This organization promotes bilateral or multilateral cooperation for development through the exchange of information, initiatives and projects that promote the integration of ICT in education in 21 countries.

One Laptop per Child (OLPC)

A nonprofit organization launched by Massachusetts Institute of Technology Media Lab, whose aim to empower the world’s poorest children through education by providing a low cost laptops.

Secretariat of Public Education

This website provides online teaching materials, news on the latest developments in the field of education and links for students to enable them to access online subject-based information.

Telmex Foundation

The telecommunications provider, operates a number of digital inclusion initiatives as part of its Corporate and Social Responsibility program. It supports the digital knowledge community, Academica.mx, and (together with Telcel) the Digital Village. The Telmex Digital Library offers computer equipment on loan, provides training on a range of topics and establishes libraries in schools and public spaces.

The Interactive Generations Forum

A nonprofit organization which mission is to promote the use of technology to improve people’s lives. It was founded in 2008 by Telefónica, the University of Navarra and the Inter-American Organization (OUI). The Forum seeks to understand the impact of technology on children aged between 6 - 18 in Latin America, to provide educational resources for that age group and to educate through its own programs.

The Network for the Rights of Children and Adolescents to the Safe and Responsible Use of New ICTs - RedNATIC

It comprises a joint group of organizations from across Latin America. Its member organizations assume as shared the principles of the statements contained in the Theoretical Framework for the rights of children and teens to a Safe and Responsible Use of ICT.

UNAM-CERT

Is the main contact point for reporting network security incidents involving systems and local networks. This is a service of the National Autonomous University of Mexico (UNAM)

Global Research Project: A Global Landscape of Hotlines Combating Child Sexual Abuse Material on the Internet and an Assessment of Shared Challenges (2015)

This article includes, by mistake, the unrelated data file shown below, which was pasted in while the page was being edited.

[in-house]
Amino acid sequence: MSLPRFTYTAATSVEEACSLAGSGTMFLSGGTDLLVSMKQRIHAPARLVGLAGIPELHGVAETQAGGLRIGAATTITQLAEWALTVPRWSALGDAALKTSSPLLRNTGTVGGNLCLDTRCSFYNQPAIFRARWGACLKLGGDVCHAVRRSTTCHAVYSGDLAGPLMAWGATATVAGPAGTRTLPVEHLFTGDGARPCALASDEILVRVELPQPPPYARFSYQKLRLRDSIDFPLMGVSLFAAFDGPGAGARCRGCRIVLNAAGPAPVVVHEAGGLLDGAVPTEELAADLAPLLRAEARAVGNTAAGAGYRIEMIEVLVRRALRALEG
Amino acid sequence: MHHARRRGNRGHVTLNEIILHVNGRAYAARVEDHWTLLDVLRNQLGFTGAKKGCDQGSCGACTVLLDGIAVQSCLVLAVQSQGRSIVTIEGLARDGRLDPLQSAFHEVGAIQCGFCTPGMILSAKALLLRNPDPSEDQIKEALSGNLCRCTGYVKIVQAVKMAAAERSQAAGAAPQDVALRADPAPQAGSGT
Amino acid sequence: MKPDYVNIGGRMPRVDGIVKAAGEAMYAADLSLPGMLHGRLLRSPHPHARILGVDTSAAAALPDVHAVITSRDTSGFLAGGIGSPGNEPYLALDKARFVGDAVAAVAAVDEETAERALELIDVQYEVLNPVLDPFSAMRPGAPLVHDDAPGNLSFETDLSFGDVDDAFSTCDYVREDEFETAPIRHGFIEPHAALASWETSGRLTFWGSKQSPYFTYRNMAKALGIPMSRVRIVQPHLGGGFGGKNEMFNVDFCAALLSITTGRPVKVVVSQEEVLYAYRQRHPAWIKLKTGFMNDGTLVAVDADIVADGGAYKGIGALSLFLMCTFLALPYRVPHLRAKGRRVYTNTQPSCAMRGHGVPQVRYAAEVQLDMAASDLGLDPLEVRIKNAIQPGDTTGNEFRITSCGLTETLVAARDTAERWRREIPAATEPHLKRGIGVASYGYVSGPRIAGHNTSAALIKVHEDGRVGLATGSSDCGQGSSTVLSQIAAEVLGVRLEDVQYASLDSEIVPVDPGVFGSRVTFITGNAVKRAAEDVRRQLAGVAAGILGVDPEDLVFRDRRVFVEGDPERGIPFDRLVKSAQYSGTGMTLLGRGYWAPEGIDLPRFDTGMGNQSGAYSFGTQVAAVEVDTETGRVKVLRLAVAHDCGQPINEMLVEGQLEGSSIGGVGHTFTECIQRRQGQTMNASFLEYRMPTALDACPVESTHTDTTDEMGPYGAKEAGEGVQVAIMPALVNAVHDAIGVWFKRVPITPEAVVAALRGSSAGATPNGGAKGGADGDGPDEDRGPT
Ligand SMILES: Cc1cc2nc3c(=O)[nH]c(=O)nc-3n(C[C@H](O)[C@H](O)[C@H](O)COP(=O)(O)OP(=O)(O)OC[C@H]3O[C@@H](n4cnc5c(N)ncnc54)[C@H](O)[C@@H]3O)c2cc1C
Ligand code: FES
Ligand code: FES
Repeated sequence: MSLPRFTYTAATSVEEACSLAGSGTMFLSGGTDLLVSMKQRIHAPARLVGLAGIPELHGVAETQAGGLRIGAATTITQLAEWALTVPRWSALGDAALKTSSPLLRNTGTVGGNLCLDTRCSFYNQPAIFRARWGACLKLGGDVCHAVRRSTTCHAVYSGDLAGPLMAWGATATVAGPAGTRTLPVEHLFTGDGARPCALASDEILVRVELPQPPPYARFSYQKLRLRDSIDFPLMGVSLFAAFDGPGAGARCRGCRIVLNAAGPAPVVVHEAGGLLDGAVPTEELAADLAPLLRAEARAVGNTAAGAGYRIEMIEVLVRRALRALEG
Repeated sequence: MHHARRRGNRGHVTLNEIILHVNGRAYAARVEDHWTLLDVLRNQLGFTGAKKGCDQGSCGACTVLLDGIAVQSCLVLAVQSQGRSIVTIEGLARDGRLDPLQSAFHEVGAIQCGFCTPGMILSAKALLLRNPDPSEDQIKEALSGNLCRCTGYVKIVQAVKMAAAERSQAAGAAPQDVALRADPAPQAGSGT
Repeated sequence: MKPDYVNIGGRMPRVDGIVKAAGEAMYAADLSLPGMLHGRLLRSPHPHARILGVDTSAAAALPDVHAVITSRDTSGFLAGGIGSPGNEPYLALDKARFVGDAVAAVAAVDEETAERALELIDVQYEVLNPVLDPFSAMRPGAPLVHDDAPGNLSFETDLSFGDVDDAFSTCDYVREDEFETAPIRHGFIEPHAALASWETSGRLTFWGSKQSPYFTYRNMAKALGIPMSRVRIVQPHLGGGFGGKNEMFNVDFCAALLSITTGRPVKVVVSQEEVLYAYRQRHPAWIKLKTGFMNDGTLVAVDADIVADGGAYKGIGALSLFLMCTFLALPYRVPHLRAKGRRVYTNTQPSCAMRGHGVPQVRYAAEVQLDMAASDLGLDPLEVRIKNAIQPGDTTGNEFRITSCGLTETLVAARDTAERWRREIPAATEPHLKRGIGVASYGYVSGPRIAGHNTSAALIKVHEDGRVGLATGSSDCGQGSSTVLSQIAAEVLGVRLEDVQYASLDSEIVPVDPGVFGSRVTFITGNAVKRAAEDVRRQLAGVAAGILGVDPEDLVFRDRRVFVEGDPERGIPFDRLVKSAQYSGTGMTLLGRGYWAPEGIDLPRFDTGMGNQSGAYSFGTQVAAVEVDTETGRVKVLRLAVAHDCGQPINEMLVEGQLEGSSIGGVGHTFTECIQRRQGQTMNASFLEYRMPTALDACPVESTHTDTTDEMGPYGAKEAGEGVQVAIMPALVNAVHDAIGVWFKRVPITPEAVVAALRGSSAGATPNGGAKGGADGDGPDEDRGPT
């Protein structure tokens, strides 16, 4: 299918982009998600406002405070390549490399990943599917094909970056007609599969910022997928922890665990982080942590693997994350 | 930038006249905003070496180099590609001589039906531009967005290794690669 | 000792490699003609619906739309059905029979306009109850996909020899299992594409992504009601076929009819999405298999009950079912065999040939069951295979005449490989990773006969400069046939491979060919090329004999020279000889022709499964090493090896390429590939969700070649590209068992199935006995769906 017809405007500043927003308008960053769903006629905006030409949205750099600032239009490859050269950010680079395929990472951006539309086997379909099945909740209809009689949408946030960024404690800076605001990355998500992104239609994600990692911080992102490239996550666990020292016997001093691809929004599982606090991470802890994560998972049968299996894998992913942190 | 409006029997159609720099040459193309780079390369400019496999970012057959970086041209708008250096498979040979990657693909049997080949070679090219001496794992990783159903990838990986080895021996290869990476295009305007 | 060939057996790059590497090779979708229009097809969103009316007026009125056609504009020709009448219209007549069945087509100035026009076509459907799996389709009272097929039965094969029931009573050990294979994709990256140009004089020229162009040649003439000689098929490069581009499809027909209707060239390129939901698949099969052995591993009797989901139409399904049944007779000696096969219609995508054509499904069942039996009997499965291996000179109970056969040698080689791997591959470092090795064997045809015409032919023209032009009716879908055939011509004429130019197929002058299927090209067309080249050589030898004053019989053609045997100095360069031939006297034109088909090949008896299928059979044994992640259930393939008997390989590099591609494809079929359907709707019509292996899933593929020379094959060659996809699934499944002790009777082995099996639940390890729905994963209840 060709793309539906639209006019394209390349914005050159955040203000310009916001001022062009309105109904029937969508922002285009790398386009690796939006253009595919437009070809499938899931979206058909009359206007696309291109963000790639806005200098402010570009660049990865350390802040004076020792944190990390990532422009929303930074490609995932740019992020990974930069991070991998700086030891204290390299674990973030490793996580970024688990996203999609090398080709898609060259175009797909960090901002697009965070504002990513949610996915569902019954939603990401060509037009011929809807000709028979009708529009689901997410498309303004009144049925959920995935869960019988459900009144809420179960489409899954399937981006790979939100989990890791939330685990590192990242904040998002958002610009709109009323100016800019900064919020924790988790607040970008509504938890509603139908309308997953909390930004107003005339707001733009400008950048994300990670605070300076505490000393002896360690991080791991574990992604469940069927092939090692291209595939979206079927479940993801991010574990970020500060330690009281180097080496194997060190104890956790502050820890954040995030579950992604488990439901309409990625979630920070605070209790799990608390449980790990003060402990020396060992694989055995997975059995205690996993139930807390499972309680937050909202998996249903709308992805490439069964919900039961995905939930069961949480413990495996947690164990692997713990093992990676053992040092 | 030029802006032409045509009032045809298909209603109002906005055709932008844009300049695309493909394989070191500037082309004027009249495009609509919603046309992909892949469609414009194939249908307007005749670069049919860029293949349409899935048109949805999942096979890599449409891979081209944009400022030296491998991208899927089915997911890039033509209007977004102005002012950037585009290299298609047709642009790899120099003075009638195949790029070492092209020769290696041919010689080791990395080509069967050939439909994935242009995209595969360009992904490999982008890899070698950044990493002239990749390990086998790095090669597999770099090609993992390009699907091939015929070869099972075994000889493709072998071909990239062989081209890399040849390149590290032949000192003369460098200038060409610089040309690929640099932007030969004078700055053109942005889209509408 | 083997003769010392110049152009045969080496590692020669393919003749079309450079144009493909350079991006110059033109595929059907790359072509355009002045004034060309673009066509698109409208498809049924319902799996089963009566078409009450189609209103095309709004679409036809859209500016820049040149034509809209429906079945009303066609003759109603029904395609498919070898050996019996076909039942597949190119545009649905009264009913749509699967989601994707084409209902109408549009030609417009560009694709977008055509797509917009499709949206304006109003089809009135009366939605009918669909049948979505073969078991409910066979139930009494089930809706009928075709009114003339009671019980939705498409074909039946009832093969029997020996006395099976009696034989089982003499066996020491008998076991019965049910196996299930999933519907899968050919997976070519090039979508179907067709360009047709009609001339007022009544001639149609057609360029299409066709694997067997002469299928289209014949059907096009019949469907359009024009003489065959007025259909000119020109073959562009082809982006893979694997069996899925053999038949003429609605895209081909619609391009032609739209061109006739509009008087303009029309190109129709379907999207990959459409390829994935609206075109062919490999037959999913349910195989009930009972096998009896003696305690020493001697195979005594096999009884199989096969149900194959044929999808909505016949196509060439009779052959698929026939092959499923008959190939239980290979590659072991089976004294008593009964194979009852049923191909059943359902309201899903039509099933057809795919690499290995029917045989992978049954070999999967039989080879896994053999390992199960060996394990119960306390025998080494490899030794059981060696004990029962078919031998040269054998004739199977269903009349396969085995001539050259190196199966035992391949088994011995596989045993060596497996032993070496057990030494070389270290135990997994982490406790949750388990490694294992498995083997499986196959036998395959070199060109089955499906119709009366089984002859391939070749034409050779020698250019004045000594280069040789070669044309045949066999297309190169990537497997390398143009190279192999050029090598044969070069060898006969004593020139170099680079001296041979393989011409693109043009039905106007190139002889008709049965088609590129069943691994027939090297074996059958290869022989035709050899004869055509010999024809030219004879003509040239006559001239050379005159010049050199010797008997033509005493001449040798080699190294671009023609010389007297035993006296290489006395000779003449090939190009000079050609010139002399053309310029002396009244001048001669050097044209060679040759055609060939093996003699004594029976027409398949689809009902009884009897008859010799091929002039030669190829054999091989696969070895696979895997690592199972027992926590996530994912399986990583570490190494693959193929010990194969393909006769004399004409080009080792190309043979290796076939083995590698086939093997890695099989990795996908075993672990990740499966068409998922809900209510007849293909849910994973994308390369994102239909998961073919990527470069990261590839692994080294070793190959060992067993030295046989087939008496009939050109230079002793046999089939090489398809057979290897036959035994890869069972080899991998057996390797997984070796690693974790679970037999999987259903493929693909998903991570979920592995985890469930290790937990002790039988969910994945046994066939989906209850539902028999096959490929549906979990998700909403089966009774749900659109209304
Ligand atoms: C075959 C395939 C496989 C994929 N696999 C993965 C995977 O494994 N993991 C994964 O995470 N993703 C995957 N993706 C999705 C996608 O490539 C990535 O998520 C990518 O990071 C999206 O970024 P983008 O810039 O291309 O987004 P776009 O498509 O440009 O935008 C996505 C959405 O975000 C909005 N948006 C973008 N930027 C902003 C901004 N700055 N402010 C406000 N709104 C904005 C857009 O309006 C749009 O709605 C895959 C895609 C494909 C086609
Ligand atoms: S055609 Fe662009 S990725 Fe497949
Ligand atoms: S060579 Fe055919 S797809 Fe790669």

Melissa Stroebe, Stacy Jeleniewski, PhD

This report examines hotlines combating Internet-facilitated Child Sexual Abuse Material.

Digital Divide: Improving Internet Access in the Developing World Through Affordable Services and Diverse Content (2015)

Darrel M. West

This paper presents the different factors present in developing countries that make it difficult for people to have access to internet.

Protecting Children from Cybercrime (2015)

Simone dos Santos Lemos Fernandes, Legal Consultant, Global Forum on Law Justice and Development (GFLJD), Legal Vice Presidency, World Bank

This report studies different Latin American countries’ legislation on the prevention and combat of violence against children on the internet. It also identifies gaps and good practices on the protection of children from cybercrime.

Microsoft Computing Safety Index (2014)

Microsoft

This annual survey of more than 10,000 adults in 20 countries around the world creates the data for the MCSI, which measures the actions that consumers take to help keep themselves and their families safe online.

Commercial Sexual Exploitation of Children/Sex Trafficking (2014)

U.S. Department of Justice

This is a comprehensive paper by the U.S. Department of Justice on the issue of Commercial Sexual Exploitations of Children

The commercial Sexual Exploitation of Children in Latin America (2014)

ECPAT International

This report studies the different forms of sexual exploitation of children inLatin America. Furthermore, it highlights the new emerging trends and how Latin america is addressing this phenomena

Microsoft Computing Safety Index (MCSI) (2013)

Microsoft

The survey, Computing Safety Index, measures the steps people report taking to protect their computers, mobile phones, and info online in the categories of foundational, technical and behavioral.

Study about ICT skills in junior high school teachers under Mexico’s educational reform (2013)

Maribel Burrola Vazquez, Jose Angel Vera Noriega

This study identifies the usage of ICTs by teachers and their attitudes under the secondary reform based on the ICT Competency Standards for Teachers.

Education Through ICT Polices in Developing Countries: The Case of Mexico (2013)

Jaime Echavarri

This paper analyzes how policy influence ICT usage on teachers by taking into account a qualitative study on 6 elementary school in Mexico

Technologies for Education - Potentials, Parameters and Prospects (2013)

Wadi D. Haddad, Alexandra Draxler

This book frames the issue of ICTs in education besides exploring how their potential could come into effectiveness.

Education and Technology in Mexico and Latin America: Outlook and Challenges. (2013)

Margarita Ontiveros, Jose Raul Canay

This document aims to generate knowledge for the people involved in the ICTs. It highlights different aspects of them as well as their importance in education and access to them

Internet-Facilitated Commercial Sexual Exploitation of Children (2013)

Kimberly J. Mitchell, Lisa M. Jones

This study provides a summary of how offenders use the new technologies to abuse children, some trends of CSEC and enough information that help law enforcement.